Following concerns raised by some candidates in relation to sitting the exam at home – on issues including internet connections, available technology and the suitability of home environments – the regulator will hold its registration exams on two separate dates at a Pearson VUE test centre, it said in an update to candidates yesterday (November 30).
The venues are “COVID-secure”, the GPhC said, and for this reason only a limited number of candidates will be able to sit the exam on each day.
“There will now be two sittings – each with different papers – and candidates will sit the two papers that make up the assessment at a Pearson VUE test centre on one day, either March 17 or March 18, 2021,” GPhC director of education and standards Mark Voce wrote in the update.
Mr Voce said he “appreciates it has taken us longer than we would have liked to finalise the arrangements”. Earlier this month (November 6), the GPhC announced that it had selected Pearson VUE to deliver its registration assessments from next year.
The regulator confirmed to C+D today (December 1) that the exams will only be held in an online format because it "is not possible" to hold the assessment with paper copies and large numbers of candidates in the same venue due to the COVID-19 pandemic.
Apply to sit assessment
Provisionally registered pharmacists, pre-regs and those who need to re-sit the exam can apply to do so through their myGPhC account in January if they are eligible to sit the exam.
Candidates who think they cannot sit the assessment at a Pearson VUE site due to, for example, “a particular health condition” need to ask for a “reasonable adjustment”, Mr Voce said.
“We will provide you with further details about how you can sit the assessment and whether it is open to you to sit at an alternative location other than a test centre,” he added.
“At the earliest opportunity” … if fit
Earlier this year (May 21), the GPhC said that provisionally registered pharmacists must sit and pass the registration assessment “at the first opportunity if they are fit to do so” in order to remain on the register.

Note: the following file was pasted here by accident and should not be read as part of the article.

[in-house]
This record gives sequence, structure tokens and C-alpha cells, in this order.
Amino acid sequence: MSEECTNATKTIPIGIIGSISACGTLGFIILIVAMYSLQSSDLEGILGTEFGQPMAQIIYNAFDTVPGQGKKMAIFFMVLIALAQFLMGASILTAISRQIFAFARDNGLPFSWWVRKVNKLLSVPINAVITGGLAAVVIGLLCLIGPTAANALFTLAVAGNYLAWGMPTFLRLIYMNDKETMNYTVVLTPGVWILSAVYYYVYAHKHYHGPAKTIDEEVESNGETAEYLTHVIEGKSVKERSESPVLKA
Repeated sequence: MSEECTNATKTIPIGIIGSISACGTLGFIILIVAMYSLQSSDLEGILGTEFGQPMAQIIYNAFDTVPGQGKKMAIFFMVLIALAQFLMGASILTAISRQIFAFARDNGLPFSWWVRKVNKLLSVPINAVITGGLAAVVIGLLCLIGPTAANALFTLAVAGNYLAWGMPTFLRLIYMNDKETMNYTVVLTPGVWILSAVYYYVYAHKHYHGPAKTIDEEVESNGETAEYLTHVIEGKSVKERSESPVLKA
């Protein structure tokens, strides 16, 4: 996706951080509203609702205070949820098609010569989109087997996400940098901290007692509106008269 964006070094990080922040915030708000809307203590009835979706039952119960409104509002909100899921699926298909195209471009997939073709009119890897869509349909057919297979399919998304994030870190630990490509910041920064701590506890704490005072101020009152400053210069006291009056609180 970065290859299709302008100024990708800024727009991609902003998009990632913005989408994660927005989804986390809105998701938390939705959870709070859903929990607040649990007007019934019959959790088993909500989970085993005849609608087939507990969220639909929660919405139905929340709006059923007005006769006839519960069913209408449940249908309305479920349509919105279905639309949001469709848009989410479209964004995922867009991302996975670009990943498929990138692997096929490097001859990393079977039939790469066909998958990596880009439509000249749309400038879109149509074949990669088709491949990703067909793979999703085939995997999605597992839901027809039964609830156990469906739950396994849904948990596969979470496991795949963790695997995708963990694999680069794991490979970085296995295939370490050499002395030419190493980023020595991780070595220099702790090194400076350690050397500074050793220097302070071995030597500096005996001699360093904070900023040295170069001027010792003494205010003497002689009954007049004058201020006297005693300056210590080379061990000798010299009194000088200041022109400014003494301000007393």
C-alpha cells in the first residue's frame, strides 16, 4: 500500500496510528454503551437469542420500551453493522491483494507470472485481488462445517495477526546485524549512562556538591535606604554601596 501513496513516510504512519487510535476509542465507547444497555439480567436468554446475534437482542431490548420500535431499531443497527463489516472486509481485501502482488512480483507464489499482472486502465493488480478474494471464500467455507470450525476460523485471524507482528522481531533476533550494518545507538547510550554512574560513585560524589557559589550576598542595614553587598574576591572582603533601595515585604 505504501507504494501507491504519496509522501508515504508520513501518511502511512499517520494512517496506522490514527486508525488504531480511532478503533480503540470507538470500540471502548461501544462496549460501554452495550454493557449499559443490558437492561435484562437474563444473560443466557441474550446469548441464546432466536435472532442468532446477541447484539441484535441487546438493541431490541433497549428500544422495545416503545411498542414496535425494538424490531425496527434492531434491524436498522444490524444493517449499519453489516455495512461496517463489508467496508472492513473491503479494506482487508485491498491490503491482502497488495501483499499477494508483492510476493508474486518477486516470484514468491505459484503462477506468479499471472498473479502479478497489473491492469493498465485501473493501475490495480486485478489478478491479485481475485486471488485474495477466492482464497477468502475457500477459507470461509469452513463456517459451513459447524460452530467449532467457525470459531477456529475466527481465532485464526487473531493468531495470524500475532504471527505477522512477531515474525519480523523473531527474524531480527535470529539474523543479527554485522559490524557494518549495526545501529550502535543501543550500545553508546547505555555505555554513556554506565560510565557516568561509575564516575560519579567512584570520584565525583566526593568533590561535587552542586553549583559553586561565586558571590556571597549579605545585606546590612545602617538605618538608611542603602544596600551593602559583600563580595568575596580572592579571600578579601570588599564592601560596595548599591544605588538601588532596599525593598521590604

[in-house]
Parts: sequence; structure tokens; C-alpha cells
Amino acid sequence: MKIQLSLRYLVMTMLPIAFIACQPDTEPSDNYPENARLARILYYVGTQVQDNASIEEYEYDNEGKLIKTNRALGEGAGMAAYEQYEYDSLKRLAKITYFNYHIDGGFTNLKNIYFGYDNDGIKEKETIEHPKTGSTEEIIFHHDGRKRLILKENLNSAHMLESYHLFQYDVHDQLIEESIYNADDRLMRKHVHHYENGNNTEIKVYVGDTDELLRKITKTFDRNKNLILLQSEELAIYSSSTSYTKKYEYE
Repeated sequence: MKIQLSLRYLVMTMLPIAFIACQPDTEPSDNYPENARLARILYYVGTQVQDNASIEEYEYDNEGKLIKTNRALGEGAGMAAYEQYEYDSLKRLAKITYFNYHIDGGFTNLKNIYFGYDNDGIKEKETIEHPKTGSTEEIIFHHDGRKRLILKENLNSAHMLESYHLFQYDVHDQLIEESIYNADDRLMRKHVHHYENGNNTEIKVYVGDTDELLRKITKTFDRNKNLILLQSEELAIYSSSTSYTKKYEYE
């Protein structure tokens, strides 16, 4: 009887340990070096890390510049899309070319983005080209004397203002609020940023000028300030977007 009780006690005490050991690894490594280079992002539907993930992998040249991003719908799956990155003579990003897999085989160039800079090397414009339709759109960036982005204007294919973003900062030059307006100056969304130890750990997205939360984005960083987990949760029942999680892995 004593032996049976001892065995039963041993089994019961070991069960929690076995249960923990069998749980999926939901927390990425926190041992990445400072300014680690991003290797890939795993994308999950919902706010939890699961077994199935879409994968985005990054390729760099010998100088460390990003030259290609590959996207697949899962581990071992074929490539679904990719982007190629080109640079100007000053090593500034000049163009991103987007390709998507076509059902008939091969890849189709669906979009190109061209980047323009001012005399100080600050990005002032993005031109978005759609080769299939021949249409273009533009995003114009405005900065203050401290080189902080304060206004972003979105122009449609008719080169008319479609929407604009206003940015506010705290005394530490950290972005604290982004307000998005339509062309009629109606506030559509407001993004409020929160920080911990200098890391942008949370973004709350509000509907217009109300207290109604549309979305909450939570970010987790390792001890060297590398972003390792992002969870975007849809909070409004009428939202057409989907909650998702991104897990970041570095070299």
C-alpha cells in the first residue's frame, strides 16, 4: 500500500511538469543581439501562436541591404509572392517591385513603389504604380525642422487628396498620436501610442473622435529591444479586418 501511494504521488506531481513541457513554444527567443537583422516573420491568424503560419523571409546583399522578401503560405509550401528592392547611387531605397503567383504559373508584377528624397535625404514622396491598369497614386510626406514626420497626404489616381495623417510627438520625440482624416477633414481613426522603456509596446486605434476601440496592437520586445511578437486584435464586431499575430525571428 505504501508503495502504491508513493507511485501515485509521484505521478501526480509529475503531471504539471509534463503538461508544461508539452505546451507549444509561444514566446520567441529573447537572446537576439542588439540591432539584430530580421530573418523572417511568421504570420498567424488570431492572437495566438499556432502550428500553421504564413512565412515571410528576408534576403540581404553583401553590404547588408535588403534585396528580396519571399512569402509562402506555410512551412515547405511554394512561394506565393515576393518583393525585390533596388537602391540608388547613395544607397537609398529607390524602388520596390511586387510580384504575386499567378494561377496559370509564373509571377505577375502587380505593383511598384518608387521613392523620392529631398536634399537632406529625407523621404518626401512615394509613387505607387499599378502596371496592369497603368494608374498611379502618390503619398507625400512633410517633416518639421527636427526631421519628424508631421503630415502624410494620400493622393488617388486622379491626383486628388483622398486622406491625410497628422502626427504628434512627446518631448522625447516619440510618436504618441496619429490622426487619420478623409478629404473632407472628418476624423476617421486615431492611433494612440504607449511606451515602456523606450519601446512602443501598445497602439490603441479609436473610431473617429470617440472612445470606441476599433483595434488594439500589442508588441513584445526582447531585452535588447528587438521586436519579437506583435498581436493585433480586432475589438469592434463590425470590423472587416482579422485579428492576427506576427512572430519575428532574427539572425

However, Mr Voce wrote in yesterday’s update that the GPhC recognises “that many of you have experienced significant pressures and demands over recent months as you have helped to deliver vital services to patients and the public or have otherwise had to deal with the impact of the pandemic”.
He said that while the GPhC expects candidates to sit the exam “at the earliest opportunity”, candidates should only sit it they are “fit to do so”.
“If you are concerned that you may not be fit to do so in March, I would like to reassure you that the next assessment will take place in the summer and planning is already underway for that,” Mr Voce added.
As of December 1, there are 2,588 provisionally registered pharmacists on the GPhC register.
RPS: Clarify details
The Royal Pharmaceutical Society welcomed the GPhC's announcement but said further details are needed urgently.
RPS director for education Gail Fleming said: “Trainees will be concerned about reasonable adjustments, especially when there may be a last-minute change, such as a requirement to self-isolate at short notice.
“We're now urging GPhC to act quickly to publish the further details they have committed to providing. These are urgently needed to alleviate the ongoing concerns of those due to sit the assessment,” she added.
British Pharmaceutical Students' Association (BPSA) president Sean Brannen said in a statement that the BPSA welcomes the GPhC announcement. However, it expects the GPhC to clearly state that those provisionally registered pharmacists who do not feel fit for the exam dates in March will not be removed from the provisional register by choosing to postpone the exam.
"While the GPhC announcement today brings clarity on the dates of the assessment and answers several questions about the assessment sitting, we would urge the GPhC to ensure the additional information that they have promised is released as a matter of urgency," Mr Brannen added.
On March 26, the GPhC announced that it had decided to postpone the 2020 registration assessments due to COVID-19. In May, it told C+D that the pandemic had accelerated existing plans to move to an online registration assessment.
GPhC CEO Duncan Rudkin told C+D that an online assessment would help the GPhC “address travel issues” and other “practical logistical issues” some pre-reg trainees face with the way the exam is traditionally taken.